Old news from Armidale and New England

Local news from newspaper archives

The fire at Inverell

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Thursday 24 April 1902, The Sydney Morning Herald

INVERELL, Wednesday.

Miss Wilson, the second daughter of Mr. and Mrs. C. Wilson, who were burnt to death yesterday, was much improved to-day. She was unable this morning to leave her bed at McCosker’s Hotel. She states that her mother and she spent the evening out, returning at 10.30. She went to her father’s room and gave him a cup of coffee. He seemed well then. She went to bed, and was awakened by hearing Mrs. Hunt (a neighbour) calling out. The fire ha then reached her room, and the clothes hanging on the wardrobe were burning. She sprang from the bed, and met the flames in the hall. A bucket of water was kept in each room, and she threw one on the fire. She rushed to the window overlooking a lane. She leaped on to a shed, off which she fell to the ground, a distance of 10ft, her hip being slightly injured. She did not hear or see anything of her parents. Mr. Wilson occupied a room next to the drawing room, the boys the adjoining room, and Miss Wilson the next one. The boys have no recollection of how they were awakened, but all ran downstairs together.

The wife of Mr. Hunt, who kept a saddler’s shop adjoining Mr Wilson’s, says she heard Mr. Wilson call for a light at 12 o’clock. She dozed off. but was awakened about an hour afterwards by a hissing sound. She at once awoke her husband, who leaped to the window, and saw flames beginning to issue from the roof of Mr. Wilson’s building. Mr. and Mrs. Hunt at once rushed for their three children. Before they got to the staircase the wall of Mr. Wilson’s house fell outwards, and almost instantly their place burst into flames.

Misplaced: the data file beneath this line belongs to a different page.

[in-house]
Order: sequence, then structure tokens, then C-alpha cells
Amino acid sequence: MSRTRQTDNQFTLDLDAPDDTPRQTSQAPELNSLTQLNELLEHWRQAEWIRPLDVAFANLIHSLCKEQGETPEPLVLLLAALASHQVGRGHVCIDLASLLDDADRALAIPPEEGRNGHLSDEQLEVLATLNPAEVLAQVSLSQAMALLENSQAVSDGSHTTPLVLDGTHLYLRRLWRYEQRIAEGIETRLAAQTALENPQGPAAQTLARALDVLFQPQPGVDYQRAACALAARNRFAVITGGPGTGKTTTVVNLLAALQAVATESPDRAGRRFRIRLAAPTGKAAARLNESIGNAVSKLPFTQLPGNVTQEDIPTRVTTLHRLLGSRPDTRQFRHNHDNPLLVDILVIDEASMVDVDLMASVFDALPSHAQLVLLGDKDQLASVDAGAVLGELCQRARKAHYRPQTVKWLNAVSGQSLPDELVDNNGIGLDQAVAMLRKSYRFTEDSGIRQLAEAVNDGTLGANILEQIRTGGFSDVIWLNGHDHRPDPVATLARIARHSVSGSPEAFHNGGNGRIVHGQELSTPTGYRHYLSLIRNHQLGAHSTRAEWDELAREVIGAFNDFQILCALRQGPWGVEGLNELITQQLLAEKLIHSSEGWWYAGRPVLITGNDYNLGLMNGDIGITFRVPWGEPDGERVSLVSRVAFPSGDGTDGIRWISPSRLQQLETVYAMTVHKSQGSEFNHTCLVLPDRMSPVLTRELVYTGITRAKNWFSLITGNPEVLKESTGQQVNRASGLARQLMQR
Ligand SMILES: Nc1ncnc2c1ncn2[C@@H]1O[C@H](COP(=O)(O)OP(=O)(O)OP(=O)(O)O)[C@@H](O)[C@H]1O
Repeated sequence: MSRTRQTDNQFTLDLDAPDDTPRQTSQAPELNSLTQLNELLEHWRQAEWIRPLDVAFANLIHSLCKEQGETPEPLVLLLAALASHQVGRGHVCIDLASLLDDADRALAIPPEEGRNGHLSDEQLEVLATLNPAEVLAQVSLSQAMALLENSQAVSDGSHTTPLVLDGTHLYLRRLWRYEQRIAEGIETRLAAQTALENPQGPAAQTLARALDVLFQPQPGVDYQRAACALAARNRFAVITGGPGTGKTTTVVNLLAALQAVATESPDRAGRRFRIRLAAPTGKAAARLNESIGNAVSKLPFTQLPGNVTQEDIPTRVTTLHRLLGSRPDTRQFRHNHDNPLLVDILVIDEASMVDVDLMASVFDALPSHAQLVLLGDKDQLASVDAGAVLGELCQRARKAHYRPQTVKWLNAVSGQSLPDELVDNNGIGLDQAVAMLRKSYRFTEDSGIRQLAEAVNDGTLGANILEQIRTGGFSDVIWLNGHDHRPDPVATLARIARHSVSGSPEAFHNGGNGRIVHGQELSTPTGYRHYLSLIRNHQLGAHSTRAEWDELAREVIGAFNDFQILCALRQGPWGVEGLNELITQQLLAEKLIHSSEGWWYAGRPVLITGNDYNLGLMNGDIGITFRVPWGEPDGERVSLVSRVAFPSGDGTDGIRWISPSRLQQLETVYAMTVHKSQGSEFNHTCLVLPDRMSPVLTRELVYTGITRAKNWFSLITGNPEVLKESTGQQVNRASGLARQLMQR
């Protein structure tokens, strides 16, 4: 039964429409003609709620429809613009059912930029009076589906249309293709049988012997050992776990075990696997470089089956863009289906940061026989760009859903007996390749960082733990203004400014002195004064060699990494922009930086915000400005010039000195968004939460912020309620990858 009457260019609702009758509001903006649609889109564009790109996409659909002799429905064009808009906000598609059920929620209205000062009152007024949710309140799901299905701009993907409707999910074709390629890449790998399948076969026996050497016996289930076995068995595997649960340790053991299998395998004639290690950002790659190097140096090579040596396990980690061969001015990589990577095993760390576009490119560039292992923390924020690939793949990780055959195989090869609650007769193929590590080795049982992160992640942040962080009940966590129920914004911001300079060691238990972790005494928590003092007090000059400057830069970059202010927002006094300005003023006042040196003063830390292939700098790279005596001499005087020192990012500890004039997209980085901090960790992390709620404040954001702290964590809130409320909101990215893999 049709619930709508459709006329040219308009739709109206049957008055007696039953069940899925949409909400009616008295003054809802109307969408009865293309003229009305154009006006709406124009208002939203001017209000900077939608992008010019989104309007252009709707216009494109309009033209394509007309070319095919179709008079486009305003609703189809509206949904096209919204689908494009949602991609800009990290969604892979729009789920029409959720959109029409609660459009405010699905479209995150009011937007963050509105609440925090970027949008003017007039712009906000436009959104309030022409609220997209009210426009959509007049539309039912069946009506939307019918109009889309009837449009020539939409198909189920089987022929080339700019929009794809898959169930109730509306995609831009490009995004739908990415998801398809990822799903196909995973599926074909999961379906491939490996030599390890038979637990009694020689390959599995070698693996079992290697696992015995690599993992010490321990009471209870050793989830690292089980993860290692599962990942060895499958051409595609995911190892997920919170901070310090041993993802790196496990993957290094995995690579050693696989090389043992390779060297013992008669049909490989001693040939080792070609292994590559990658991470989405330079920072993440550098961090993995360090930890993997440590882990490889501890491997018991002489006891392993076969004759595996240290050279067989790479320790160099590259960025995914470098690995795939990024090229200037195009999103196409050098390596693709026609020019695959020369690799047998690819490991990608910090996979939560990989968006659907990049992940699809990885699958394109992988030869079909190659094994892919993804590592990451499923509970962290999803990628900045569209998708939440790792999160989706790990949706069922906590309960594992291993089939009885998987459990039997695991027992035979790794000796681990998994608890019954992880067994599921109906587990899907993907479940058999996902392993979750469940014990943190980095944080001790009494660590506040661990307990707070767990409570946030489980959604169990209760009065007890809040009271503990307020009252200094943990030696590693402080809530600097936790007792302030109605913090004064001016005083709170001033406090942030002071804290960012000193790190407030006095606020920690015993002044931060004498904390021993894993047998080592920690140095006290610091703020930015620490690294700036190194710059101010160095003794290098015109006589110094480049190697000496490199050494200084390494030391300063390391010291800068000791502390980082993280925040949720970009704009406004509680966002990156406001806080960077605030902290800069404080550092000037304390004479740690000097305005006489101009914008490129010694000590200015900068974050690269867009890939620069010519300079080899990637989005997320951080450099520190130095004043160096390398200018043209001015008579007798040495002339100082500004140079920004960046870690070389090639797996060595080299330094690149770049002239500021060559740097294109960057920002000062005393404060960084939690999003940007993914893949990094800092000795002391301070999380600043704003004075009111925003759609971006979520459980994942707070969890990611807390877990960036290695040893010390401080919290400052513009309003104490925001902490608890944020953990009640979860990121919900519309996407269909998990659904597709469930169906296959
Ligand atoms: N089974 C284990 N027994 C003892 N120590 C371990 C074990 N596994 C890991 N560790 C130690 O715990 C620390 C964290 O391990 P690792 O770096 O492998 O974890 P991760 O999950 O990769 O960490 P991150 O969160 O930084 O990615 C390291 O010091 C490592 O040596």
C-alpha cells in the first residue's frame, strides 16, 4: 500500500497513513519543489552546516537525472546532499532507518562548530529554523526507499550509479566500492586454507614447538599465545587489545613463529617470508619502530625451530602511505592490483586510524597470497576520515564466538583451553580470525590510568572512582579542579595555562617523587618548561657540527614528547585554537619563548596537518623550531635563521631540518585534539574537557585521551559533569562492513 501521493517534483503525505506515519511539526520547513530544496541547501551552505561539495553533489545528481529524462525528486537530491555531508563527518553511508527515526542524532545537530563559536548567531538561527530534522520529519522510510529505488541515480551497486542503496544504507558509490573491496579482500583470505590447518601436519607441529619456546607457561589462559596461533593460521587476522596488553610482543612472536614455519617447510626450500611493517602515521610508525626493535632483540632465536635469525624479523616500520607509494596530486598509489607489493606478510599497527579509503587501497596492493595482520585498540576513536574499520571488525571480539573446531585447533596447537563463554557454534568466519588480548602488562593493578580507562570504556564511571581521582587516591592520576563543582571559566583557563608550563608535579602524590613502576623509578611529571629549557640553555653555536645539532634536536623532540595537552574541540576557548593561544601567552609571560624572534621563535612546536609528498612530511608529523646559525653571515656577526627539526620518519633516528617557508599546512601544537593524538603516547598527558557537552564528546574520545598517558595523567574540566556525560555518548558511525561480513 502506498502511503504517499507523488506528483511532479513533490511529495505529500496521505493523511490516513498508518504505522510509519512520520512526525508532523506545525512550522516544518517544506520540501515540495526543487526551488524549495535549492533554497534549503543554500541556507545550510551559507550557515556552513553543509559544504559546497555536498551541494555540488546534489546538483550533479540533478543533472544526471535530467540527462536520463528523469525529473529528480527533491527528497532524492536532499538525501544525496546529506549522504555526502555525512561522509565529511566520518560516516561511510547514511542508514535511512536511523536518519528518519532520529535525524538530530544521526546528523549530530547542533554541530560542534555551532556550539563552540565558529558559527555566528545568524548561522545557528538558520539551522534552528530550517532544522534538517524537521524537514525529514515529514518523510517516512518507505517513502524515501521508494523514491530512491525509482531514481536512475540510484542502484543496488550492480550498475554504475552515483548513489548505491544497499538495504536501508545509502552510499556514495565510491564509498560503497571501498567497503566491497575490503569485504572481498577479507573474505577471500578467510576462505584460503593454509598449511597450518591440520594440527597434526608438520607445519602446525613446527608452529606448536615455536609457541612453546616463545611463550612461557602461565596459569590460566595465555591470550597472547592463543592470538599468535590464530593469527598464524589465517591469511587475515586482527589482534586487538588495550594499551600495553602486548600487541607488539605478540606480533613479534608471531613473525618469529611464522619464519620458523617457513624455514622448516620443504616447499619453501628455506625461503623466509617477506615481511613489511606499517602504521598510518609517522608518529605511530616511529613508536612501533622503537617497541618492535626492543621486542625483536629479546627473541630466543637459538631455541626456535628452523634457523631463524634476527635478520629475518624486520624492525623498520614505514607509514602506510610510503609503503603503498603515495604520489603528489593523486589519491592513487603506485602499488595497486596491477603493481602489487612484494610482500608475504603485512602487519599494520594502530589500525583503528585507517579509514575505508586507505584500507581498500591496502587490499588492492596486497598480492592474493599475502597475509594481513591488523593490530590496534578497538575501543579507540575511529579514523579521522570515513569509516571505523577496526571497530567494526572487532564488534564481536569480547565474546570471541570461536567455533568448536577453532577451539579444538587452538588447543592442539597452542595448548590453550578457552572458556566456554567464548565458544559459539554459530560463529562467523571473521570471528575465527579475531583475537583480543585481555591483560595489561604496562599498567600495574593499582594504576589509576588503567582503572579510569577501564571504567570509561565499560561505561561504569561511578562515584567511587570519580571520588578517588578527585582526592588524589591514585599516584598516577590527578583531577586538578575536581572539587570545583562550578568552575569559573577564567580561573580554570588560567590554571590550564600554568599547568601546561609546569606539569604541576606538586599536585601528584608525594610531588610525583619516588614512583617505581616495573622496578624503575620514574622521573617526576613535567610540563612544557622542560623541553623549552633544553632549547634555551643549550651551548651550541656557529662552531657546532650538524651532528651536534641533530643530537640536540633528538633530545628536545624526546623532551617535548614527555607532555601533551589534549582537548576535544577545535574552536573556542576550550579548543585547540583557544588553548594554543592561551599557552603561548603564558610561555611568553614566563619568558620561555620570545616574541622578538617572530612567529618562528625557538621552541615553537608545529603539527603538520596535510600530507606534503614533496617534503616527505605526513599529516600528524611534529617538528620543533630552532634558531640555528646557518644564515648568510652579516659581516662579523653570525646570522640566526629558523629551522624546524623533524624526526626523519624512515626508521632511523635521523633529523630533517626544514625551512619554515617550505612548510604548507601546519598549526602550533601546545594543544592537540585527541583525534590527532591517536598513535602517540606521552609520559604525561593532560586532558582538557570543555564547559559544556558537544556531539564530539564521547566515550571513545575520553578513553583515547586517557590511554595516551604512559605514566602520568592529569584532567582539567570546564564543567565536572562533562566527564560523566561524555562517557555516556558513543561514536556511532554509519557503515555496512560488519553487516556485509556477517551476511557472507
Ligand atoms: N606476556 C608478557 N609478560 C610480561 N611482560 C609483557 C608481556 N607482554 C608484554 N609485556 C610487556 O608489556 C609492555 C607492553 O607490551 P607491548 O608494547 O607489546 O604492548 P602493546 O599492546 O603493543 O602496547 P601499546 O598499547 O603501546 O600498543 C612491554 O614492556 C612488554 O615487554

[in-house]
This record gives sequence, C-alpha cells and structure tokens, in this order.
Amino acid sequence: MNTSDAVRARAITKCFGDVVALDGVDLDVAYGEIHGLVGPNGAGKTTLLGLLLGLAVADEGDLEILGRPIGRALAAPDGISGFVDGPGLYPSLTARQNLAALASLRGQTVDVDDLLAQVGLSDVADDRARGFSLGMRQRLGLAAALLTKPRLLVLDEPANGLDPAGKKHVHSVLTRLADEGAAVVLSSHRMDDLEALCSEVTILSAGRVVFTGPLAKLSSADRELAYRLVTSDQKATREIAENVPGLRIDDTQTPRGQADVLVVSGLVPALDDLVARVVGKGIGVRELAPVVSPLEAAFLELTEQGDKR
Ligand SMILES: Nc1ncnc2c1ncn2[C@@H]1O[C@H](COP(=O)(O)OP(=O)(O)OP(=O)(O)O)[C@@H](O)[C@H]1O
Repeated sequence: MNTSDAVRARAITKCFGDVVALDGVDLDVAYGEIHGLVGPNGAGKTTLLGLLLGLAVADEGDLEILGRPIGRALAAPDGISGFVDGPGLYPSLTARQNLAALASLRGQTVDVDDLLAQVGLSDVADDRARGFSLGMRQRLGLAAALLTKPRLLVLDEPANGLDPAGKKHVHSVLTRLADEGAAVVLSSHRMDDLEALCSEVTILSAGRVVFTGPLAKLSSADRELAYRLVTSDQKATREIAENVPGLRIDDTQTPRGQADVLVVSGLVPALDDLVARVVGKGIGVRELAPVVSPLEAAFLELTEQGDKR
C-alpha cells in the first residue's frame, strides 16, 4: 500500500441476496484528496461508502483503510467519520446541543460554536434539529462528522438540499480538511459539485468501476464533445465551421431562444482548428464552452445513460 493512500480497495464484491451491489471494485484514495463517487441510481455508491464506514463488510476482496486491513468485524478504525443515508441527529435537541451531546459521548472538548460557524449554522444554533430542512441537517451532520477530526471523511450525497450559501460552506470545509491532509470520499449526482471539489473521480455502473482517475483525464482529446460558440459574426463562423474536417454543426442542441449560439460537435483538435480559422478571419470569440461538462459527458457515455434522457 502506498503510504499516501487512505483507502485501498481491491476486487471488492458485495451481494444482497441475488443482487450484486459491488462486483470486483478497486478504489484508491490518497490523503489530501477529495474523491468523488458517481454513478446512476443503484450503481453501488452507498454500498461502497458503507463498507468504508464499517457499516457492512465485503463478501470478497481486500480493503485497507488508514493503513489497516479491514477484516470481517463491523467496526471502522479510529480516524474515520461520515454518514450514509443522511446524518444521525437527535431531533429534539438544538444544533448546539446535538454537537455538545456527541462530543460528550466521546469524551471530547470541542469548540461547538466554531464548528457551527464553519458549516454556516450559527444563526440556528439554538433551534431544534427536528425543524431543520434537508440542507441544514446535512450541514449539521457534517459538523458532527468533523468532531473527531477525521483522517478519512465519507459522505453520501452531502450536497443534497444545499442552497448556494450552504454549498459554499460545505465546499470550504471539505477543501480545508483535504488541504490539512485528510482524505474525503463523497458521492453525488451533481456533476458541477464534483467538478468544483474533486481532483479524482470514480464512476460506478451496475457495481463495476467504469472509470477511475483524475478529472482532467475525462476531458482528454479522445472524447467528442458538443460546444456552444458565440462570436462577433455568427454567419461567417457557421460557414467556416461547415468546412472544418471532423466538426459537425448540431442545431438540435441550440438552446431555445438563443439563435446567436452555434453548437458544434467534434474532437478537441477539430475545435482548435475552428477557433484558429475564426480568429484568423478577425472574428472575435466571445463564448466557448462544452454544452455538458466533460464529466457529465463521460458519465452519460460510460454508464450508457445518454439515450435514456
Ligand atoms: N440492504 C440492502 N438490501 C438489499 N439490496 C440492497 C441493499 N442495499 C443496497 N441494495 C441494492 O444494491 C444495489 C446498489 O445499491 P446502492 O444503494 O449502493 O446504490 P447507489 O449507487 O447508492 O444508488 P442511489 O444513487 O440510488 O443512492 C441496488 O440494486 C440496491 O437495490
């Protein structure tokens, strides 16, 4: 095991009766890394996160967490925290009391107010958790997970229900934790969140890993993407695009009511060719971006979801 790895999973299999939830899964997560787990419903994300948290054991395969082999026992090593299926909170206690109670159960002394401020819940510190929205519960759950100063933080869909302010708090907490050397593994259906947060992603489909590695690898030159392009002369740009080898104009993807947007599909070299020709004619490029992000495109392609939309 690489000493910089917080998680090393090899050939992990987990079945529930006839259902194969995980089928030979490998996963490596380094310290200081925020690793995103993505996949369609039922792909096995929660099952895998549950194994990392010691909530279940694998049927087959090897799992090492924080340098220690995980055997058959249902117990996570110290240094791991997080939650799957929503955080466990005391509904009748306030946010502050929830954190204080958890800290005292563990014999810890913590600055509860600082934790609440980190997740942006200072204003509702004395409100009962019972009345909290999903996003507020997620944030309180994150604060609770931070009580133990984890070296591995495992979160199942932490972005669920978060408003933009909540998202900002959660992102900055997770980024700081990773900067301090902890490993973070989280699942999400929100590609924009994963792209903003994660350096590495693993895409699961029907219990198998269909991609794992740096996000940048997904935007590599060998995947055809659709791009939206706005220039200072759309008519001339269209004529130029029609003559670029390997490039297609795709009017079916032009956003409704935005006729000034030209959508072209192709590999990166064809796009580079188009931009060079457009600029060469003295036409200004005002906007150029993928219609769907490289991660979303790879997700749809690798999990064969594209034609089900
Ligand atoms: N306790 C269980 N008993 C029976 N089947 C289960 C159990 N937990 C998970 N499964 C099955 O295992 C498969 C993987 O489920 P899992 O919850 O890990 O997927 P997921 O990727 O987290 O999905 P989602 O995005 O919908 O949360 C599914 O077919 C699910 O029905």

Constables Jones and Conen observed the fire when they were at the west end of Byron-street, about 300 yards away. They gave the alarm, and on reaching the scene the flames were bursting through the centre of the roof. They climbed the balcony, the door opening on to which was ajar. The place was full of smoke. They called out loudly, but got no answer. Flames almost immediately rushed through the door and drove them from the balcony. The police roused the inmates of the adjoining premises.

Mr. L. D. Bice, stock agent, who followed the constables to the fire, says he saw the youngest boy running up and down Otho-street screaming “Mother, father’s burnt.” He pacified the little boy. The eldest son of deceased, Mr James Wilson, a member of tho Permanent Artillery Band, and a daughter, Mrs. Clift arrived from Sydney to-day.

There is no water supply beyond well tanks, most of which are empty. There is no fire brigade here.

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Written by macalba

September 29, 2010 at 8:05 pm

Posted in Uncategorized

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One Response

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  1. Charles and Eliza Wilson were my 2nd Great Grandparents. It was a terrible tragedy for the family. I have been doing Family Tree research and any descendants are welcome to contact me if they wish.

    Robyn Allman

    April 21, 2012 at 1:55 pm


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